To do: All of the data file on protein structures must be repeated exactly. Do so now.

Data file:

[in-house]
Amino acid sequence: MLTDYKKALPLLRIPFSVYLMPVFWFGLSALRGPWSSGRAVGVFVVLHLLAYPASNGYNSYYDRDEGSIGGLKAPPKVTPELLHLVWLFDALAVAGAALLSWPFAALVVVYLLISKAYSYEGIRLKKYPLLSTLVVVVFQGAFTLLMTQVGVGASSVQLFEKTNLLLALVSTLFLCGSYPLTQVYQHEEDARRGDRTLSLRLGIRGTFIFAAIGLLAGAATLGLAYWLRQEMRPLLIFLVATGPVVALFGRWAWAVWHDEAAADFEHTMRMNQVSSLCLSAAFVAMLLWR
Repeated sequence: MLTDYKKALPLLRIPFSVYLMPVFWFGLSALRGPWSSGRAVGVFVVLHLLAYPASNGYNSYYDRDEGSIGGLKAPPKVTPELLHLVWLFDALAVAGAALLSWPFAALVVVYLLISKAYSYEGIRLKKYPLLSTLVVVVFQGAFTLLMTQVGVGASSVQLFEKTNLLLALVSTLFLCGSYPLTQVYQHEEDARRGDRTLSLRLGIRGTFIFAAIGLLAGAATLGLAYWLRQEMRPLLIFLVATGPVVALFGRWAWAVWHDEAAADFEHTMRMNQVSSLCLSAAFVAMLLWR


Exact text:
[in-house]
Amino acid sequence: MLTDYKKALPLLRIPFSVYLMPVFWFGLSALRGPWSSGRAVGVFVVLHLLAYPASNGYNSYYDRDEGSIGGLKAPPKVTPELLHLVWLFDALAVAGAALLSWPFAALVVVYLLISKAYSYEGIRLKKYPLLSTLVVVVFQGAFTLLMTQVGVGASSVQLFEKTNLLLALVSTLFLCGSYPLTQVYQHEEDARRGDRTLSLRLGIRGTFIFAAIGLLAGAATLGLAYWLRQEMRPLLIFLVATGPVVALFGRWAWAVWHDEAAADFEHTMRMNQVSSLCLSAAFVAMLLWR
Repeated sequence: MLTDYKKALPLLRIPFSVYLMPVFWFGLSALRGPWSSGRAVGVFVVLHLLAYPASNGYNSYYDRDEGSIGGLKAPPKVTPELLHLVWLFDALAVAGAALLSWPFAALVVVYLLISKAYSYEGIRLKKYPLLSTLVVVVFQGAFTLLMTQVGVGASSVQLFEKTNLLLALVSTLFLCGSYPLTQVYQHEEDARRGDRTLSLRLGIRGTFIFAAIGLLAGAATLGLAYWLRQEMRPLLIFLVATGPVVALFGRWAWAVWHDEAAADFEHTMRMNQVSSLCLSAAFVAMLLWR